Samantha David is a freelance journalist and writes for various publications including BBC Online, the Sunday Times, the FT, Living France, everything France, and France Magazine

Samantha David, writer

Le Dernier Mot - articles by Samantha David


DERNIER MOT - Tree Hugging 

      I loved my plane tree.  It towered above the house providing shade for the terrace, the garden, the riverbank, and the road into Moisson.  Two hundred years old, it was hardy enough to withstand the hottest summer without losing its leaves.  In the wind the whole tree rustled and whispered; in the rain, it seemed to sing and dance.  Even snow was no more than glamorous jewellery for my tree.

      Tragically though, our neighbours didn't feel the same way.  To them it was merely a giant threat to their television aerial.  They complained that the leaves shut out the sun in the summer, blocked their guttering in the autumn and that even in the winter, the poor thing restricted their view.  In short, they thoroughly disliked my tree and wanted it chopped down.

      Quel outrage!  At the mere hint of an axe, my tree-hugger tendencies exploded like a teenager's hormones.  (I've always secretly wanted to live in a tree house and sleep in a feather and moss nest.) 

      "I'll fling myself in front of the bulldozers!" I declared.

      "They'll mistake you for a fallen branch, Mum!"

      "Not if I wear my pink jumper!"

      "I hardly think a bulldozer will be required," said the SP.  "Behave yourself!  Sooner or later it will have to be cut back, so I've arranged for it to be pollarded.  Get those big branches lopped off."

      There was no moving him.  "I'm not paying to have someone else's roof repaired just because you're in love with a biological specimen," he said firmly.

      A team of guys arrived in the early morning mist and stood about comparing their chainsaws while I fluttered around the tree.

      "You won't kill it, will you?  You won't hurt my rose bush?  You won't walk all over my raspberries?"

      There's nothing less effective than a female in the face of a posse of men, particularly when armed with chainsaws and ropes.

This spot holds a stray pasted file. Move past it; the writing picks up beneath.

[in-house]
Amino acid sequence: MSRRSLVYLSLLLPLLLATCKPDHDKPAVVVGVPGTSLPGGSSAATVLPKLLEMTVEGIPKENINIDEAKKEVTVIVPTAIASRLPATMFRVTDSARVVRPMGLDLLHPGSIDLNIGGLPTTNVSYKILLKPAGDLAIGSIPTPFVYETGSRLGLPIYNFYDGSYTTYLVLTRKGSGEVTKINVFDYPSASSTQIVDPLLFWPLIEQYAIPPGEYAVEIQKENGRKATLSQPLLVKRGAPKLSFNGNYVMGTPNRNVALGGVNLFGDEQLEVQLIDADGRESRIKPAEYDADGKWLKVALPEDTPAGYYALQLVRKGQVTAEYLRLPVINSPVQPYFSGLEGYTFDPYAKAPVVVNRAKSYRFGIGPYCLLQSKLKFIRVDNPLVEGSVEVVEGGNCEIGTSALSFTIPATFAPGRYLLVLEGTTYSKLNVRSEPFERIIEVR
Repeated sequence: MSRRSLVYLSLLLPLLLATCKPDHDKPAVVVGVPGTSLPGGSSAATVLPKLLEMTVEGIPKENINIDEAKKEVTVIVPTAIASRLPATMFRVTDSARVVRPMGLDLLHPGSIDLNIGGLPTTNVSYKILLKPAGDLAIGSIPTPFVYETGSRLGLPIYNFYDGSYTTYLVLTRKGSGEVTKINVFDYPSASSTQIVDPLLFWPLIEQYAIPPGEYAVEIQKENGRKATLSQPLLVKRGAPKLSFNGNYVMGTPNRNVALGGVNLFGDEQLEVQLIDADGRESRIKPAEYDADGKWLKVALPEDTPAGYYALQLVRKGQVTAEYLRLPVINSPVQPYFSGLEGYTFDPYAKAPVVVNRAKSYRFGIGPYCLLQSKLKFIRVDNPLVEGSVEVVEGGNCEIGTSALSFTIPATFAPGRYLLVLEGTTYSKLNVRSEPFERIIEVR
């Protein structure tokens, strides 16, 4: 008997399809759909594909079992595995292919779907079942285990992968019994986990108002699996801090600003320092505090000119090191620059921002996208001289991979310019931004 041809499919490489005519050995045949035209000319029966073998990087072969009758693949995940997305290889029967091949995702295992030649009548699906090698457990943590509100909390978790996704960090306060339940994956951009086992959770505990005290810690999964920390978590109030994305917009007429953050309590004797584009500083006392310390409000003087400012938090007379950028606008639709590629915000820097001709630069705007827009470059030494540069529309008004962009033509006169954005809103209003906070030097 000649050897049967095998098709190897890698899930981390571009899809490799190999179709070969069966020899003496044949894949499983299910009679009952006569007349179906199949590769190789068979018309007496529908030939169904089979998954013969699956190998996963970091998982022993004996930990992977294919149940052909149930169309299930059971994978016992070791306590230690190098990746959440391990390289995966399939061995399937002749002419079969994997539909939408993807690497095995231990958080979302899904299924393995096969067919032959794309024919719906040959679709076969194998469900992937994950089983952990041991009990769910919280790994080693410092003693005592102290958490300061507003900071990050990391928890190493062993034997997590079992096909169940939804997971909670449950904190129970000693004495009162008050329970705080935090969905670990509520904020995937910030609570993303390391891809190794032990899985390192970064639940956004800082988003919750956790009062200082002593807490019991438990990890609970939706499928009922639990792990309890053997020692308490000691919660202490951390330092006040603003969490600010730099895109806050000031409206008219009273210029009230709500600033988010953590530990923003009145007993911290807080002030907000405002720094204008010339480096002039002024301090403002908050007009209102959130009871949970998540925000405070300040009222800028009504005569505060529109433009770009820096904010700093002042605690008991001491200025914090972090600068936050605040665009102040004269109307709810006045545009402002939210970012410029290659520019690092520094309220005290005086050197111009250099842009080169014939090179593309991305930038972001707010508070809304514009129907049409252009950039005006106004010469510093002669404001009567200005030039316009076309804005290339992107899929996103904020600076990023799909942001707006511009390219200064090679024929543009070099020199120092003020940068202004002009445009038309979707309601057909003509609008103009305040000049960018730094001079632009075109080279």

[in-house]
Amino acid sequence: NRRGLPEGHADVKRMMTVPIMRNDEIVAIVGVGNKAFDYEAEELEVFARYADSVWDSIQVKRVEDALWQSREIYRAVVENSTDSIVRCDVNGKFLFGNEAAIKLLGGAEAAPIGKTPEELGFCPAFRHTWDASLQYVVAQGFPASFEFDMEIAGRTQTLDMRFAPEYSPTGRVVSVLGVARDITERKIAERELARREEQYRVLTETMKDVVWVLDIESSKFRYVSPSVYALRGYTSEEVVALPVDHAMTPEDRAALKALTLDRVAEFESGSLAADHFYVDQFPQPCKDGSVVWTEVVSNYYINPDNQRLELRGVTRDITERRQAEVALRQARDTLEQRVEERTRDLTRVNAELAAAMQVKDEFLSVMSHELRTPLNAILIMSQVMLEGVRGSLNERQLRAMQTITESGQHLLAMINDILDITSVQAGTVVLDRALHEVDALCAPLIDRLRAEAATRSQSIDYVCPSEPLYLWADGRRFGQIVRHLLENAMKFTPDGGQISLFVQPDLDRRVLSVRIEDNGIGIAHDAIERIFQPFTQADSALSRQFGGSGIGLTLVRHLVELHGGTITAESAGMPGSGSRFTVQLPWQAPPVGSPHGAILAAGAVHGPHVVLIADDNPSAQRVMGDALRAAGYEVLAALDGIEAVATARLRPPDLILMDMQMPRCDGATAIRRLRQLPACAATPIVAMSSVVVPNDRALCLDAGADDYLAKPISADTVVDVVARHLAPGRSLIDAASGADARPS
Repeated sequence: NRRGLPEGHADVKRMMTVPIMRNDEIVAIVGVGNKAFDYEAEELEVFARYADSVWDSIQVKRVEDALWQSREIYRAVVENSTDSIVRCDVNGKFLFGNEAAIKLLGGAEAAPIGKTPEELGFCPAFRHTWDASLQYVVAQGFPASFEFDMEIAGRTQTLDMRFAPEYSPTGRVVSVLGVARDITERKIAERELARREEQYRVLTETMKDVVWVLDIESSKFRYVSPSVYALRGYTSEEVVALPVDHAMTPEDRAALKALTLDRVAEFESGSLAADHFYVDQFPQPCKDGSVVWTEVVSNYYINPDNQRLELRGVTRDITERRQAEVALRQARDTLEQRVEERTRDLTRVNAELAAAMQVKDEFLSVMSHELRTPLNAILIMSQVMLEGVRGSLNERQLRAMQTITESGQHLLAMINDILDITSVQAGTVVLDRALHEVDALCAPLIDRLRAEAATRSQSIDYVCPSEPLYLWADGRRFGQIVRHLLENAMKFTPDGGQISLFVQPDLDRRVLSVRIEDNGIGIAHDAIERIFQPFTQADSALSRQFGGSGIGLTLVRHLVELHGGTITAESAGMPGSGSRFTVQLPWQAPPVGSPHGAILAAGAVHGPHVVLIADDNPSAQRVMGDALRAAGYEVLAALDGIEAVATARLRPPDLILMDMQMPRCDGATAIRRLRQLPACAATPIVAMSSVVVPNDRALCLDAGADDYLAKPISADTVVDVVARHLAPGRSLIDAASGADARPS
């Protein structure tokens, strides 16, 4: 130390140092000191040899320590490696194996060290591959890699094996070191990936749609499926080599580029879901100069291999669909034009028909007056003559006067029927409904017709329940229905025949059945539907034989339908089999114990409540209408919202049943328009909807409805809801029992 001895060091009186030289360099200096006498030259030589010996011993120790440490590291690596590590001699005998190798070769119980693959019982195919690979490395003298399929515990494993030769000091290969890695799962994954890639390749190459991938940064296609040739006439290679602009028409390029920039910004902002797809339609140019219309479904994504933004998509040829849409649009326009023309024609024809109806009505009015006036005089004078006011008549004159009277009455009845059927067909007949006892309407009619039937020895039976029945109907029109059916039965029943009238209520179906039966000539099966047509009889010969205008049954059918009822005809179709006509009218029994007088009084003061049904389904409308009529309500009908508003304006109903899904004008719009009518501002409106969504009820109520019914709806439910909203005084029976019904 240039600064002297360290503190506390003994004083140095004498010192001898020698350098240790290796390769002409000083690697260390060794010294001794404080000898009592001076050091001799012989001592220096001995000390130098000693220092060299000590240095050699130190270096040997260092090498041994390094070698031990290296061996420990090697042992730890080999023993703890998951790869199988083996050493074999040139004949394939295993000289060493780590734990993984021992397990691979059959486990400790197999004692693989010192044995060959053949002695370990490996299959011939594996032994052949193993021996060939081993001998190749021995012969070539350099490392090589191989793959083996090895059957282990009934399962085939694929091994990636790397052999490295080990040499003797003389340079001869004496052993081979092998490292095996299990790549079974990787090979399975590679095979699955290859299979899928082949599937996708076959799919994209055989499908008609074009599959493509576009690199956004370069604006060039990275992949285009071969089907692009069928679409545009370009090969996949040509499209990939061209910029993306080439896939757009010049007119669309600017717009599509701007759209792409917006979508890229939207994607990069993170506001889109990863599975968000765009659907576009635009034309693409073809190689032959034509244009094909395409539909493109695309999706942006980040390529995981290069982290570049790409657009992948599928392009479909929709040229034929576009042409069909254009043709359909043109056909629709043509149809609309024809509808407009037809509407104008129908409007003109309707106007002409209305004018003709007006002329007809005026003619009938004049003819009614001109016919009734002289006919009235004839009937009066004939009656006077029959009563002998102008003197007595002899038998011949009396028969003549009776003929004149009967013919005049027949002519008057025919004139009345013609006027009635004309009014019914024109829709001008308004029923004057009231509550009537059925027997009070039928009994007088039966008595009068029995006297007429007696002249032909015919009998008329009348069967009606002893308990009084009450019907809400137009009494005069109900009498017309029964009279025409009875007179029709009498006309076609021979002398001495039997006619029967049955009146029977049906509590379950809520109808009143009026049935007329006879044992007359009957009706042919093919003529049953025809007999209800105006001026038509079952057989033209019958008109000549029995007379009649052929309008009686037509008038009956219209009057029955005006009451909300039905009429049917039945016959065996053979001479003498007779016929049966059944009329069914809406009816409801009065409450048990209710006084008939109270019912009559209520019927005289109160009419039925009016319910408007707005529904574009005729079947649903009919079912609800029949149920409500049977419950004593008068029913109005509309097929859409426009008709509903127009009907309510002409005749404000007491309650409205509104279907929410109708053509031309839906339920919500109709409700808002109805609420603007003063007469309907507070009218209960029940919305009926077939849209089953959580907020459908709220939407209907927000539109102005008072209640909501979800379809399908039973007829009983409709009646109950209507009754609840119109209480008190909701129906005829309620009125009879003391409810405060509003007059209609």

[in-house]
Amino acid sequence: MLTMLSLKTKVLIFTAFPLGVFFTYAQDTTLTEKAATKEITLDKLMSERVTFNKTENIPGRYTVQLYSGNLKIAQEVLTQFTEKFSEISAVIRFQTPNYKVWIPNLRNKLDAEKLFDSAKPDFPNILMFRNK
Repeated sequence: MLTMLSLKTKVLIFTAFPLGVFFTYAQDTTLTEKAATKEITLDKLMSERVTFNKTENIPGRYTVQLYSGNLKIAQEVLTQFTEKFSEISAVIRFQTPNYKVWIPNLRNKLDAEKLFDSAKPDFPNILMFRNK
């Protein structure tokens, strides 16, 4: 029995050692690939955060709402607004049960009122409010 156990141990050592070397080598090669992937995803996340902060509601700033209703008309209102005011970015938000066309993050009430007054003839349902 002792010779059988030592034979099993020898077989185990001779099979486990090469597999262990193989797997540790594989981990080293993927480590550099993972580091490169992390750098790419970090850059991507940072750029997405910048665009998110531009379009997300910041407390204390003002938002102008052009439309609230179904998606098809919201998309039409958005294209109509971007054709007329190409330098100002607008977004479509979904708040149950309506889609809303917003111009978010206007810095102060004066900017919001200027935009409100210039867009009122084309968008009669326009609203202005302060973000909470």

"Ha ha, bouges-toi, ma fille!" ordered the biggest one.

      "Okay!  Let's chop!" said another.  "Get the ropes!"

      There was obviously no stopping them.  Unable to watch, I went off with Bella to raid the chocolate stash.

      It took three days of fearsome sawing and hacking.  The phone lines got knocked down, the stones from the bridge got broken, the raspberries disappeared under a series of heavy boots, the tree shuddered under the impact of blades, and then it was over.

      The road, the garden and the terrace were covered in sawdust as thick and white as snow.  The branches were neatly cut and stacked into the form of a woodpile, and the tree hardly existed any more.

      There was just the trunk.

      "We cut it to the bone!" announced my neighbour with belly-rubbing satisfaction.  "Now that's cleaned up, I won't have to sweep leaves away from my front door next year!"

      Indeed?  I've been out there at midnight anointing my darling with Rescue Remedy and pouring fertilizer on his roots.  I tell you, by next year my tree will be back in business, busily growing back to the way it was before.  Okay, it'll be more tame lollipop than wild jungle vegetation, but it'll be back.

      And next autumn the chestnuts, the beeches, the oaks and the countless abandoned fruit trees which cover the hills all around Moisson will be positively hurling their leaves down in front of my neighbour's door.  He'll have more leaves on his doorstep than he's ever seen in his life!

      I know because my poor tree told me so last night when I gave him a good night hug.   






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